It’s understandable that investing in a pension falls down the list of priorities for most mums existing on the frontline of childcare – when you’re consumed on a daily basis with packed lunches, homework, washing, and housework (and that’s without your own work) your own needs for later life don’t seem pressing enough to squeeze into your schedule.
But if you don’t plan now, how will you fund your retirement years? And if you can’t take care of yourself when you’re older, who will? Your family? The state? If you’d like more choice and freedom when you’re older, it’s a good idea to invest time, thought and money in it now.
6) Spending all your money on your children
Between soaring childcare costs, ever-lengthening school uniform lists and the general rising costs of living, there are enough essential expenses in raising kids without adding to the bill with unnecessary purchases.
We’ve all heard of the phrase ‘pester power’ and you wouldn’t be human if you’ve not given into it at least once just for an easy life (or a quiet five minutes). But the occasional treat soon adds up, and over a year can come to a considerable sum. So, unless you have a bottomless fund to spend from, think carefully before you give into every demand.
It’s much easier than you think (and even fun) to take a step back from compulsive consumerism and teach your children the joys they can find in a simpler life. If you’re looking for inspiration and ideas, just read the experiences of this mum who decided to try to raise her son without spending money.
7) Not thinking it’s worthwhile
Many mothers believe that they don’t have any money, or a limited future earning capacity, so why bother doing anything with it? But there’s never a good excuse for not making wise financial decisions.
Despite what you may think, you don’t need to be a millionaire to make money by saving. Investing little and often can have a big impact on your long term returns. As can making really wise decisions about what to spend money on, and where to cut back.
So even if you feel despondent that your finances are in a terrible state, don’t give up. Every decision you make and pound wisely invested now has the potential to make a big difference in your life in the long term. With good advice and determination, you still have plenty of time to save for a more prosperous future. (Especially if you avoid mistake number six and save some of the pennies and pounds you would have spent on your kids!)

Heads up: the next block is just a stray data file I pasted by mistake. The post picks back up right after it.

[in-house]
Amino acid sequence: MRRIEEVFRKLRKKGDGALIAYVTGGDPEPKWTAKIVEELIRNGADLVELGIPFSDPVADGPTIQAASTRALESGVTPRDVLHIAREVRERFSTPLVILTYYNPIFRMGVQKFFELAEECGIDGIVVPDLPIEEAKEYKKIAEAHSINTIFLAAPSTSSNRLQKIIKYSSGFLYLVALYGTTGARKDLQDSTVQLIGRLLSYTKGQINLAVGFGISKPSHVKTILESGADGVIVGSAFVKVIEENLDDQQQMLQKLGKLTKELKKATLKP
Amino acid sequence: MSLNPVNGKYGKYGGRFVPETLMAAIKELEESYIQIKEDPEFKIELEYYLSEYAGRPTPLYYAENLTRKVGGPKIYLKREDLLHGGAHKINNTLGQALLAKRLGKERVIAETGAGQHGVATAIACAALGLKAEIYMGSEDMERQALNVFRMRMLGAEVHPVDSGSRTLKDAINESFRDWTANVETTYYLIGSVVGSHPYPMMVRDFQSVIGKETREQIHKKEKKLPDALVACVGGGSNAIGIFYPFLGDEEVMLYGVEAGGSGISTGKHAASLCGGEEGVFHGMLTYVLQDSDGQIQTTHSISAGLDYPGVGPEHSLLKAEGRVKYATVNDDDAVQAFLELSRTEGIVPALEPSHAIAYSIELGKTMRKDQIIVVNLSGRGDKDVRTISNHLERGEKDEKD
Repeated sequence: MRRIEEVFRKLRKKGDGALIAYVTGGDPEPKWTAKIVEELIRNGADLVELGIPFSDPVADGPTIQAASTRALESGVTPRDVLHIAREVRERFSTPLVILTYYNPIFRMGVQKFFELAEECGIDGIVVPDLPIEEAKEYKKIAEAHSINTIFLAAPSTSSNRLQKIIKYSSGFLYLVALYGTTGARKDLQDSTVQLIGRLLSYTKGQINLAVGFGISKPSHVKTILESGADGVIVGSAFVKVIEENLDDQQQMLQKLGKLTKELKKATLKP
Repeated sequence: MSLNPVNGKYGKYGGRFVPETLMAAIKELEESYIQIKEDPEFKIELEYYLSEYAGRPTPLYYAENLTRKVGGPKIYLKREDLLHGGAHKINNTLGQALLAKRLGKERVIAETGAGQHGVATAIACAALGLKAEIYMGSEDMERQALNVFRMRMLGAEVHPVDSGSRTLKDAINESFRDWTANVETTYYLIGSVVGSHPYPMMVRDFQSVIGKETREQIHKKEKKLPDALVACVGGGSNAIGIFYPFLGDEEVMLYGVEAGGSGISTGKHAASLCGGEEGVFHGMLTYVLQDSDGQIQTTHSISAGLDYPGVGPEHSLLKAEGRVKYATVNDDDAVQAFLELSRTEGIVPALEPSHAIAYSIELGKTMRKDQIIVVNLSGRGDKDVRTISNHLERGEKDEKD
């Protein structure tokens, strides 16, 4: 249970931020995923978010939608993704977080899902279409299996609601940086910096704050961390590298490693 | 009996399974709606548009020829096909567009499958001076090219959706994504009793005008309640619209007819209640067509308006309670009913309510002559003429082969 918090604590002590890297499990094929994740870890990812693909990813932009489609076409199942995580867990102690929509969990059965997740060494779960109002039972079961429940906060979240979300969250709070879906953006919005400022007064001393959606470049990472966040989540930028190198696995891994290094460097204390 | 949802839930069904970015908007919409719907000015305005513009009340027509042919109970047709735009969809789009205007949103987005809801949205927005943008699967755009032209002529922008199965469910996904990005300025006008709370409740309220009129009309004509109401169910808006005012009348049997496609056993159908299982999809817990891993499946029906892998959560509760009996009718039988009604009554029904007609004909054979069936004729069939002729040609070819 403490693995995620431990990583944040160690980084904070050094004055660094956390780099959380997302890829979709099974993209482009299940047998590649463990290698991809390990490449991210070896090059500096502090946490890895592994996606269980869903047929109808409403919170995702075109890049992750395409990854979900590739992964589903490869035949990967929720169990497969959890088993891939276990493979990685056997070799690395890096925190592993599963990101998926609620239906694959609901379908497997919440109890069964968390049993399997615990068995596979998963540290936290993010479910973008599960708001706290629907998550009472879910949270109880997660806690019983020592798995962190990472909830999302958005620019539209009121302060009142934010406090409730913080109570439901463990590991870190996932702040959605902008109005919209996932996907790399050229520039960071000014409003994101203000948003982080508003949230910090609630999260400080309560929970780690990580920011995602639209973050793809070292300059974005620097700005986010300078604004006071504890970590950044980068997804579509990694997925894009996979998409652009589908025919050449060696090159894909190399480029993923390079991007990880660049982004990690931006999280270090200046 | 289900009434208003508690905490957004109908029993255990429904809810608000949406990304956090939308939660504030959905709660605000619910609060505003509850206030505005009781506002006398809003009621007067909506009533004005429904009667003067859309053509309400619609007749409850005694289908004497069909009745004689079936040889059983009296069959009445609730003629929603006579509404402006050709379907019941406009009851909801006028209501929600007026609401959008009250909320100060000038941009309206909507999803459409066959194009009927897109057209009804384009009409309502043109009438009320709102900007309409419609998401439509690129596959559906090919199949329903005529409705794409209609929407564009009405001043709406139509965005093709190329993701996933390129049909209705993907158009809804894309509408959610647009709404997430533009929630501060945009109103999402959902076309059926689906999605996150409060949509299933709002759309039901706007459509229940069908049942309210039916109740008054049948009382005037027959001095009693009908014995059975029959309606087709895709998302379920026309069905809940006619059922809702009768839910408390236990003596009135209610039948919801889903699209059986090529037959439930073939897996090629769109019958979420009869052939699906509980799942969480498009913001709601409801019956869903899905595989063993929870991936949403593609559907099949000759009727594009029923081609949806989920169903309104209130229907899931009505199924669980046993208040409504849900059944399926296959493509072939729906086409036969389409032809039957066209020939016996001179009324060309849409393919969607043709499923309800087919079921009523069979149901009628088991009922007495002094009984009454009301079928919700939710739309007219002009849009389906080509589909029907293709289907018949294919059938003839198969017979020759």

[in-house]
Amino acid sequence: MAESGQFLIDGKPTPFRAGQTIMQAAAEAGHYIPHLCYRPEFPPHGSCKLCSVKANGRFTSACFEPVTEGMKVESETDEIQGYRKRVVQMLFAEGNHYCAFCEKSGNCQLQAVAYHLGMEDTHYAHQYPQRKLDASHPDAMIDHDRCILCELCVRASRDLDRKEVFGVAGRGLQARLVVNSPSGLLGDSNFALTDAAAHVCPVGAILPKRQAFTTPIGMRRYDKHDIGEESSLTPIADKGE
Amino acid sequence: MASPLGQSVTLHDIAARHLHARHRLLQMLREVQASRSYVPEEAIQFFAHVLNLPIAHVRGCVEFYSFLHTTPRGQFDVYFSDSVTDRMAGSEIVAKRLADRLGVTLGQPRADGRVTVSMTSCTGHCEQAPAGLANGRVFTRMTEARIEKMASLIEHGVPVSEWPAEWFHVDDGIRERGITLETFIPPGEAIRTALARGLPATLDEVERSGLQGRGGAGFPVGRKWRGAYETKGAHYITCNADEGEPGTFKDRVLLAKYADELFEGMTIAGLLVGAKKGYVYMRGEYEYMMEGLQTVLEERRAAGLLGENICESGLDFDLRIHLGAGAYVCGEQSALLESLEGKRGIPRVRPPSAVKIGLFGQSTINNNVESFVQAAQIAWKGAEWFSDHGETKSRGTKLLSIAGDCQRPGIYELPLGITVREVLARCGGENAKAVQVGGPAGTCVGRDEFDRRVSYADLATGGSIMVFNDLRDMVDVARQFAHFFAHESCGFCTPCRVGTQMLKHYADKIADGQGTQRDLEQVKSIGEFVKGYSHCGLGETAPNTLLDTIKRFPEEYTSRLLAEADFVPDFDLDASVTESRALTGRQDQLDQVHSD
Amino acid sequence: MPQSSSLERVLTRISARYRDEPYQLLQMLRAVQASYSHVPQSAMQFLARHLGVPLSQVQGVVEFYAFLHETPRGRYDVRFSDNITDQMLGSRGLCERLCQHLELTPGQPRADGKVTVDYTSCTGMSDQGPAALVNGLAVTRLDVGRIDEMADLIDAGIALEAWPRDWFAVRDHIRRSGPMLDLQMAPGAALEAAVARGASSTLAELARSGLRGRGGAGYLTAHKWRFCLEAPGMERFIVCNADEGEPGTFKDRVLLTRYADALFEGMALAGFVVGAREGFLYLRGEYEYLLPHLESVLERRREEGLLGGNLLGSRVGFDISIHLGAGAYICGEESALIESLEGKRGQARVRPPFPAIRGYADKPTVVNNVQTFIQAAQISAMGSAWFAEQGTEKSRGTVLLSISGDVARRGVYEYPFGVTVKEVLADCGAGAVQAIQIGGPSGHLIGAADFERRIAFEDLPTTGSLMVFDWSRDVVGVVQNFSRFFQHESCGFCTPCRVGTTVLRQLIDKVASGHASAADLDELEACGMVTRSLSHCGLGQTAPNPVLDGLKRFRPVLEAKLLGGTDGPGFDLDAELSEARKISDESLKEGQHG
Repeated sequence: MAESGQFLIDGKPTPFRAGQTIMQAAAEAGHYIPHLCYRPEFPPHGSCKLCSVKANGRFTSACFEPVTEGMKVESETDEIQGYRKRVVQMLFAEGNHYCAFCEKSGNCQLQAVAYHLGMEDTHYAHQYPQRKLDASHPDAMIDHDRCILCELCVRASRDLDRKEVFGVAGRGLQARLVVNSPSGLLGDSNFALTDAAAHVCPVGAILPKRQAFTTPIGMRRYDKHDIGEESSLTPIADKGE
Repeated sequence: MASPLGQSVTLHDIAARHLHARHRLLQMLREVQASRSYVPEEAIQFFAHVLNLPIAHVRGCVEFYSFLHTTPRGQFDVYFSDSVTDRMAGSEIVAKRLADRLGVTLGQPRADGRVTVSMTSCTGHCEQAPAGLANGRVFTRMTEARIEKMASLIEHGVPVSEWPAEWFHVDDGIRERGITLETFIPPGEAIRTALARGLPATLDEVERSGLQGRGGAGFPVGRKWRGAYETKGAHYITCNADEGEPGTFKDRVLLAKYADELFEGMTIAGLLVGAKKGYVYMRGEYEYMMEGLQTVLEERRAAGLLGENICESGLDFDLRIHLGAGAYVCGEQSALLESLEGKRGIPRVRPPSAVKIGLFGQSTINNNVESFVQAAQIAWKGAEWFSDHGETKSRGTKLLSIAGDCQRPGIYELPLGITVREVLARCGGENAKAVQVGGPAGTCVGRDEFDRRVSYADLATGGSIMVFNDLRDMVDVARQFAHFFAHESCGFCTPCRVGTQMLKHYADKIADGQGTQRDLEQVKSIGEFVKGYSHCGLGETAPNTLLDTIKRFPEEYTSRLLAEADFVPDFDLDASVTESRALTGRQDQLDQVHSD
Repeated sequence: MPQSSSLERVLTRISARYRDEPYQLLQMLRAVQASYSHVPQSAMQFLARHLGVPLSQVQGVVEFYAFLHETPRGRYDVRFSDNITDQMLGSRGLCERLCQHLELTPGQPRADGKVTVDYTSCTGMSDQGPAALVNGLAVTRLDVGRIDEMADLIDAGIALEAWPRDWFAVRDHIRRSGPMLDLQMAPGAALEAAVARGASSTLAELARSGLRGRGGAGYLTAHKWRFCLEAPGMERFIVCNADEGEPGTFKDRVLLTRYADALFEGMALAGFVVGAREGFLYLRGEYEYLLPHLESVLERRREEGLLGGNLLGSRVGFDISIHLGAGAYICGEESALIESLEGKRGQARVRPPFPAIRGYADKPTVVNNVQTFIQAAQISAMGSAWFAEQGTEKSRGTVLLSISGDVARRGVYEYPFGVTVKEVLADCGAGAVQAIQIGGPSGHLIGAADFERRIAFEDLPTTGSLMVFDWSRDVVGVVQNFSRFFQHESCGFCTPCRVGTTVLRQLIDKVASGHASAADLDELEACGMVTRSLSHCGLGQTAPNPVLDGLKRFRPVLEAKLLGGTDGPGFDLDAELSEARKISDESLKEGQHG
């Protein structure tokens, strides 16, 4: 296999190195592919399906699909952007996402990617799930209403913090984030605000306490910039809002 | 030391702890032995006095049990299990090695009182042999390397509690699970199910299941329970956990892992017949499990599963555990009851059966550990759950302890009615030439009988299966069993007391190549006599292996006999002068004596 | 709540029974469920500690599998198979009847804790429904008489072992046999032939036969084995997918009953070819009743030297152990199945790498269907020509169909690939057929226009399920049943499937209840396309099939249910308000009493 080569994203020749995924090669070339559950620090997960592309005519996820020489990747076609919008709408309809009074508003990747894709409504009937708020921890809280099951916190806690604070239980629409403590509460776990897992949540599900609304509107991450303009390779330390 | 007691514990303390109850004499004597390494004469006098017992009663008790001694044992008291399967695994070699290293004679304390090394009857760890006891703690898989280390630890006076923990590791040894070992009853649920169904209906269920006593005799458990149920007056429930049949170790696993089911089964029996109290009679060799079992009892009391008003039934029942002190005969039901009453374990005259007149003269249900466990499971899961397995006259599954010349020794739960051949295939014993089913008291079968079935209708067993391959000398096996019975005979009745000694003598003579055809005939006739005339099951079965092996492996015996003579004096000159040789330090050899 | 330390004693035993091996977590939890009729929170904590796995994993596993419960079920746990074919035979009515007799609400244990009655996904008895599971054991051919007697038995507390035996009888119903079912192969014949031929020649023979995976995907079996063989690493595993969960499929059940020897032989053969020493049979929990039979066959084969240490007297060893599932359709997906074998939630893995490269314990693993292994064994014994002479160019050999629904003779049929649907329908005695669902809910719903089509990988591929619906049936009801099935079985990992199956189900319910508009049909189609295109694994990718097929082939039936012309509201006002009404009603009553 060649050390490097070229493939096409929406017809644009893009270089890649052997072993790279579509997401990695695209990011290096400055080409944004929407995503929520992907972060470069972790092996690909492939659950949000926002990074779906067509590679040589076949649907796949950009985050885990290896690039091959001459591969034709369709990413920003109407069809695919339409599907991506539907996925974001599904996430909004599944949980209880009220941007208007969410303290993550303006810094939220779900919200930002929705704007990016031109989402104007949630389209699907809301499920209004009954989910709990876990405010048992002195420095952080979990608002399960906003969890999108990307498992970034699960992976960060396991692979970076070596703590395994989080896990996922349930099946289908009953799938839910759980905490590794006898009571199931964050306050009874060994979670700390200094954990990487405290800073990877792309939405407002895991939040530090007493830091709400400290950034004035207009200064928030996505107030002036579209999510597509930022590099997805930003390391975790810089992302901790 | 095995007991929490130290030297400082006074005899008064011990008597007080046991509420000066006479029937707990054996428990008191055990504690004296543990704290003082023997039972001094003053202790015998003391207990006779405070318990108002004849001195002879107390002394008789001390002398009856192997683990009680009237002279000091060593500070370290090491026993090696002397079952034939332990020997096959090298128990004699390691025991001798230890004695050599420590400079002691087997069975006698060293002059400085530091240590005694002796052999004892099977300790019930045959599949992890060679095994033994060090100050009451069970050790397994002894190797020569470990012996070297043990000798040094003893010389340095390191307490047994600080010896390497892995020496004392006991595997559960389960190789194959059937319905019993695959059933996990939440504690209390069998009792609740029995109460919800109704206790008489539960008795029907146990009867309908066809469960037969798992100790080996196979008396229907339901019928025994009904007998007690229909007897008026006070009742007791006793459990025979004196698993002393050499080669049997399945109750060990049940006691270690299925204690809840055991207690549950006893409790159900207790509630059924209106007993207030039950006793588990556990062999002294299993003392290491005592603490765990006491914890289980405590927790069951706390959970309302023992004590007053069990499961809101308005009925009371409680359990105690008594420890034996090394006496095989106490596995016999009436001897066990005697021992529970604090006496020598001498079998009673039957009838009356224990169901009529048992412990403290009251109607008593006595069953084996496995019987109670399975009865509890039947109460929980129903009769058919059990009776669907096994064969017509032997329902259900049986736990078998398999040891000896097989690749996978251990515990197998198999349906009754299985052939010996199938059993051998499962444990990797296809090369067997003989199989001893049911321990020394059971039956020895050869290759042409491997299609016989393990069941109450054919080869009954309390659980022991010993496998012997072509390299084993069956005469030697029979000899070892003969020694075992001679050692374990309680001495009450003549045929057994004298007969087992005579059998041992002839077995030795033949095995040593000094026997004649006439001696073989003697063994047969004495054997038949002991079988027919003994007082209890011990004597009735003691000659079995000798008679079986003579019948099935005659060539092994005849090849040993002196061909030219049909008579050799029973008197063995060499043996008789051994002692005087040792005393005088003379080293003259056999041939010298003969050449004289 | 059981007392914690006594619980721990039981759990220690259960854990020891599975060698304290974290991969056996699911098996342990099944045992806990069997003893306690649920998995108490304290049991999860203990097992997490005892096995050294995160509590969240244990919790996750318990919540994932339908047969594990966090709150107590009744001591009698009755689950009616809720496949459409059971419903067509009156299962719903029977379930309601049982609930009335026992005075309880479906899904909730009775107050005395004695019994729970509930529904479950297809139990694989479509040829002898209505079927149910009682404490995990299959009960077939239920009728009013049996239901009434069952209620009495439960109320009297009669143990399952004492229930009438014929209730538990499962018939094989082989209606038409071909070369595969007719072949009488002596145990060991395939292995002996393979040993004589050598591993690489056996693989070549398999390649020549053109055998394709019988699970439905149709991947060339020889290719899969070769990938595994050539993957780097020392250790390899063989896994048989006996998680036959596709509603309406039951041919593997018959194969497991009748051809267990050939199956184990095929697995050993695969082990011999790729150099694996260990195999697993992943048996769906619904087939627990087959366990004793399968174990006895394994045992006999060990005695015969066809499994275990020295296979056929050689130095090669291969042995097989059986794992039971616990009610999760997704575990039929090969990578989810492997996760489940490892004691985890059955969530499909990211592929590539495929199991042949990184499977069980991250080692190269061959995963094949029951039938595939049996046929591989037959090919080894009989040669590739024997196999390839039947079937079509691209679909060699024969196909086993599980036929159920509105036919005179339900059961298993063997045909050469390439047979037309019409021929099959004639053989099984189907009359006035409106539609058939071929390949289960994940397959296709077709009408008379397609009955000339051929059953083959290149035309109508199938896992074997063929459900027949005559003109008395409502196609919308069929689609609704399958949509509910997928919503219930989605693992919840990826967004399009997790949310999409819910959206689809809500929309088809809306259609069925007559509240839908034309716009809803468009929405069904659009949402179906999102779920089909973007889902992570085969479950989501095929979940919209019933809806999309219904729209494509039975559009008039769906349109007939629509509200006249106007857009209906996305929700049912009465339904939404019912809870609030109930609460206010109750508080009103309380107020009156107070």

8) Following DIY online financial advice
As brilliant as the internet is for getting the answers to practically everything and sniffing out the best deals, when it comes to your family finances, it’s not the best place to seek advice.
By all means keep up to date with financial news and research the best products, but it’s always best to get professional advice before you part with your hard-earned cash. The difference between a great financial investment and a poor one over time can be huge – and it’s too late to realise you made a poor call or missed out on a tax break years down the line when you’re several thousand pounds worse off.
So if you’re making big financial decisions, make sure you get personal advice from a qualified advisor (ideally one who is whole of market) who can provide you with full advice and recommendations.
9) Getting advice from the wrong person
For many of us, planning our finances is a headache. We know it’s important, but it’s way out of our comfort zone and regulation just makes it even more complicated. So we do something quite logical and turn to the people we trust, such as banks or brokers recommended by family or friends.
Except that’s not always the best choice. Finding the right financial advisor is such an important decision and you need to make sure you ask the right questions before trusting someone with your life savings – questions like whether they’re whole of market (meaning they have access to all financial products available), work from a limited panel of providers, or are tied to just one provider.
It’s also a good idea to compare the fees charged and service provided. So you can be confident that your advisor is giving you unbiased advice based on the widest number of options, and isn’t overcharging for their services.
10) Not having adequate protection in place
For many of us, life cover is a basic financial protection – especially if we have a mortgage. But there are lots of other types of products that can help us.
Life cover is usually the first choice for clients, however there are many other considerations. In fact, recent research shows that two fifths of parents have no life income protection or critical illness insurance, and with the rising cost of living (including childcare) simply crossing your fingers and hoping nothing happens to you or your partner is a risky, and potentially expensive, gamble to make.
Some families aren’t even aware that they don’t have cover. They may assume that a basic policy they took out for their mortgage offers more protection than it actually does, or not even have considered the idea that they may wish to protect their lifestyle.
So unless you’re 100% confident that you and your family are adequately covered, it’s a good idea to check any policies you do have, and research what else is available. It doesn’t even have to be expensive – according to this article, people pay an average of £27 a month for protection policies.
* Source: Which Money